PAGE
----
Concert Hall, QPAC, Brisbane
25th February 2014
Pearl Jam had started as his band but after 12 years together it had become our band. I liked Eddie’s indie side and he liked the rage in the music. The last time we had seen them together my unborn son kicked along in my belly to I Am Mine.
I know I was born
And I know I will die
But in-between is mine
I am mine
My son was our ‘in-between’ but also himself. It felt poetic and complete. Three years later the picture was different. Pearl Jam’s rage appealed to me after he walked out to his mistress and left me a single mum.
As hard as it was to be a single mum it hurt more when my son wasn’t there. I was constantly looking for ways to delay drinking away the pain. I went to Eddie Vedder’s solo show self-indulgent in my grief and as a way to close the black circle for the relationship I had lost.
I nervously entered the concert hall clutching a single ticket. Finding a seat for one when there had always been two made me feel out of place. I looked around the crowd. Two rows in front of me was a lady that had worked at my company. She didn’t really know me. I knew her, well I knew of her. She was in her mid 30s like me and had left work because of a sudden terminal brain tumour. Word like that travels heavily no matter what floor your water cooler is located on.
I watched Rachel talking to her friends. She was animated but I could also see dark circles under her eyes. We no longer looked the same age. She was wearing a brightly coloured scarf and the parts of hair I could see poking out had turned fully grey in just a few weeks.
The hall lights dimmed but she lit up. She was raw, uncut and with nothing to lose. I have never seen a person unleash themselves so fully and oblivious to social norms. In our younger years the whole crowd would have been like that, drunk on a week night, sweating and screaming. It was not that sort of concert or crowd. Now we sat sipping wine in the air conditioning and listening to the unplugged version.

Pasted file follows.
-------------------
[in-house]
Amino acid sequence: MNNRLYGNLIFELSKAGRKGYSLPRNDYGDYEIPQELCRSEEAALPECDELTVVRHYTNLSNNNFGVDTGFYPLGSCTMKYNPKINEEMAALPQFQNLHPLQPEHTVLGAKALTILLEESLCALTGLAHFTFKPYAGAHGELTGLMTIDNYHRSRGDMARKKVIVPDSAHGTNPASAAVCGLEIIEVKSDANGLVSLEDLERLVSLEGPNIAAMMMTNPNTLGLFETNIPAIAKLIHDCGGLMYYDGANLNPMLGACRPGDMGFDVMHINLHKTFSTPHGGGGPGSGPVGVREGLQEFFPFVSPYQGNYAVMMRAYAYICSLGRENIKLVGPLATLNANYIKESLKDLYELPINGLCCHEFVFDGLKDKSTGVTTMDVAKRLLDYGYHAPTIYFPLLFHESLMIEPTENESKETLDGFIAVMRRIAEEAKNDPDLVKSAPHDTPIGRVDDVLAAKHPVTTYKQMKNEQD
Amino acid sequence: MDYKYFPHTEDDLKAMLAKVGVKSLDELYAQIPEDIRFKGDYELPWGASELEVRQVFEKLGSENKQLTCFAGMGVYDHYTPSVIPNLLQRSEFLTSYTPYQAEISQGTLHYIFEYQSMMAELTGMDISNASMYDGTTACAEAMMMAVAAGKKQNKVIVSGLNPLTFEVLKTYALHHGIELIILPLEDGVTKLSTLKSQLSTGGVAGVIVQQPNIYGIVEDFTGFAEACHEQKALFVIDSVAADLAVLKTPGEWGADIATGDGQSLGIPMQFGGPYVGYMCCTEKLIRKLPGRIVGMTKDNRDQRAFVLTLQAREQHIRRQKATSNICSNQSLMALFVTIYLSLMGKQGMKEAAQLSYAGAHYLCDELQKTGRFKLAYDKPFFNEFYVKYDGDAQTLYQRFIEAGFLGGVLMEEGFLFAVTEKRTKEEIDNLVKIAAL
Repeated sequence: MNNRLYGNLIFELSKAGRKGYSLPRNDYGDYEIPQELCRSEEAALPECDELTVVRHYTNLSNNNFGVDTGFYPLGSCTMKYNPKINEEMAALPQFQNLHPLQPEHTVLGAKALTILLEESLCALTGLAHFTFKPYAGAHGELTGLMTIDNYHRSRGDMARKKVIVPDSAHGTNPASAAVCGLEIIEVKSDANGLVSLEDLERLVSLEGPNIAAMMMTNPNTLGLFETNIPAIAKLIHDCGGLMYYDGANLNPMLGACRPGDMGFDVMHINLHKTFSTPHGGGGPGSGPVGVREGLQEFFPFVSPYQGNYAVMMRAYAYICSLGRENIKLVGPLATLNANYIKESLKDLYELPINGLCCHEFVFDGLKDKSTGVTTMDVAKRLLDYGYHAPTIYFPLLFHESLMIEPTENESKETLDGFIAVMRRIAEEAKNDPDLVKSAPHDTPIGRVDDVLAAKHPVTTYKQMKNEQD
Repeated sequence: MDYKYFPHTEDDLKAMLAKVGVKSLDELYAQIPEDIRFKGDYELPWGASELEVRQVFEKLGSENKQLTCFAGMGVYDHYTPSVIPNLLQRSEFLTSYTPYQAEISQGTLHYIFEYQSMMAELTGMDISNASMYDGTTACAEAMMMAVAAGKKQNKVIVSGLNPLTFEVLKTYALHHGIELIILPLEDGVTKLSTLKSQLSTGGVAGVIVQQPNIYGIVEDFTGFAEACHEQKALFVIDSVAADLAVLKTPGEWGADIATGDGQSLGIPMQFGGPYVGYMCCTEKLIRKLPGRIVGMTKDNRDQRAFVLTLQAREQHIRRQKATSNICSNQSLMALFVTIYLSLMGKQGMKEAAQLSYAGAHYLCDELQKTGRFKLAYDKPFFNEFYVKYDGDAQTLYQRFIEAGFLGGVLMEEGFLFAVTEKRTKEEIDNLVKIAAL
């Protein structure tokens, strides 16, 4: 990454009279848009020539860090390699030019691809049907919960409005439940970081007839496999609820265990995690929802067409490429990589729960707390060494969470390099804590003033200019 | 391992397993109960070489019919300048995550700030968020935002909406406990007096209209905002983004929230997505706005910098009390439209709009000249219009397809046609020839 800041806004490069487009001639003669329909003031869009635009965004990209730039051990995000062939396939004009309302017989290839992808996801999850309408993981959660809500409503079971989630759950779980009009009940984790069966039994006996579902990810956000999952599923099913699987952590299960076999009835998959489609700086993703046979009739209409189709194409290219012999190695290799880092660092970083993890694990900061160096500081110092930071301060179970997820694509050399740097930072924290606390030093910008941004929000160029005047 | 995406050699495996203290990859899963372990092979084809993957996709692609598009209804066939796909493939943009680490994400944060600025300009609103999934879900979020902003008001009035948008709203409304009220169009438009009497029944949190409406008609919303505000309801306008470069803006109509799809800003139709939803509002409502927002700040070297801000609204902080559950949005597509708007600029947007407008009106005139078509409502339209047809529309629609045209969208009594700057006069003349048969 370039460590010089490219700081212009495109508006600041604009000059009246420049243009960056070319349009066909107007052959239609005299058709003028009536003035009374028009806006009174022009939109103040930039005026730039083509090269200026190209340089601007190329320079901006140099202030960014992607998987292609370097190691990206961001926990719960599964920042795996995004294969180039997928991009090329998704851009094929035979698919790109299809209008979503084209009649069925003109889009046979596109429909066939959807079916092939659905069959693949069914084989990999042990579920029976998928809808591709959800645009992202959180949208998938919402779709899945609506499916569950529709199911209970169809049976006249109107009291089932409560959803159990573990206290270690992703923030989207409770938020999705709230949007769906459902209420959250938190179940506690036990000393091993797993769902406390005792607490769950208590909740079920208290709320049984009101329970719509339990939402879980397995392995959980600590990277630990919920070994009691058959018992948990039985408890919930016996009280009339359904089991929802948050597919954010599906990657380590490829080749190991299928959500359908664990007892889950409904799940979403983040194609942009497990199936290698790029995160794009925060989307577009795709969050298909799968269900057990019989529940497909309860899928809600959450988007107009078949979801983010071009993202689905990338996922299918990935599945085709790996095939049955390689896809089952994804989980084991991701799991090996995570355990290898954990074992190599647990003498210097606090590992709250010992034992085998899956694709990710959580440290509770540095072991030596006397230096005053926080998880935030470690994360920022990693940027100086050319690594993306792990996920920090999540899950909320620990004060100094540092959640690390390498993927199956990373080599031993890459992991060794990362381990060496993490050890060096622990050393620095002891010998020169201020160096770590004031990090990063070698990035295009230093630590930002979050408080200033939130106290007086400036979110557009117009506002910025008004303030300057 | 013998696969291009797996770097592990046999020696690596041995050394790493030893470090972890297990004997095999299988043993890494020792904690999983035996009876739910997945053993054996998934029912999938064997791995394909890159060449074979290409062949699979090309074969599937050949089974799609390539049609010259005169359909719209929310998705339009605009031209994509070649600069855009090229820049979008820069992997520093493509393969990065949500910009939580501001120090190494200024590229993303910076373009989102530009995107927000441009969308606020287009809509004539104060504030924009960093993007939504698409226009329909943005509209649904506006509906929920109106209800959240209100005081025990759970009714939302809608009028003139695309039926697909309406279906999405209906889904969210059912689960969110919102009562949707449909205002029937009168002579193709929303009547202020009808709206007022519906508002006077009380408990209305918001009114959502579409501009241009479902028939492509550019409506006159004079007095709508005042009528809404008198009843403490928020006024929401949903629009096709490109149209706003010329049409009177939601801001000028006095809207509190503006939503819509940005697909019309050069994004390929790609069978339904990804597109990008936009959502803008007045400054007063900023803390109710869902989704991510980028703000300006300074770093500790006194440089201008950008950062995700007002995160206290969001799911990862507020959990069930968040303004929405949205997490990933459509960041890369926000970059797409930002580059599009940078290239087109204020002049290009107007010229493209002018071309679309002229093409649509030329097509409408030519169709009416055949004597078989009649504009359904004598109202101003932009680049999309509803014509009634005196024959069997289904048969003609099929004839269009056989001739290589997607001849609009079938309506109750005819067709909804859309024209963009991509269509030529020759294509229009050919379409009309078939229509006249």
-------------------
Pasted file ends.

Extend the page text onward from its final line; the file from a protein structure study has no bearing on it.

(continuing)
The music washed across the stalls sweeping Rachel and I up in its path. Rachel arched her head back to catch every note. Her scarf slid off and the shaved grey hair underneath could not cover the angry scars running thickly across her skull. As the music stopped she opened her eyes and nervously adjusted her scarf. A moment of true humility crossed her face, then terror before she forced herself back into the high of the concert.
Eddie talked. Rough times, he said. Rough times mean we know how to connect to each other and that is the greatest privilege. As he sang Long Nights it was too much. The real and figurative scarf slipped for both of us and our heads dipped.
Let me feel I am falling.
Long nights allow me to feel.
I am falling. I am falling the lights go out.
I am falling safely to the ground.
I started to cry and she started to cry. I had been watching her so intensely that for a moment I didn’t distinguish a difference between us. We were connected by music and tears. As the chords continued to build and then soften Rachel got up and left the concert. A concerned friend moved quickly after her. After the song finished Rachel came back in brave and stoic. She cheered outrageously. Whooped to every statement Eddie made. She threw her arms around her friends’ shoulders in exaggerated movements. She had the time of her life.
Eddie has so many songs independently and with Pearl Jam that the set list is a lucky dip for favourites. He didn’t play my son’s song that night. The lights came on and Rachel was swept out the door by a crowd buzzing with the high of a shared experience. I left by the same door as Rachel, grateful that we hummed different songs.
Postscript: Things improved since this story and Emma is now the mother to not one but two lovely little boys.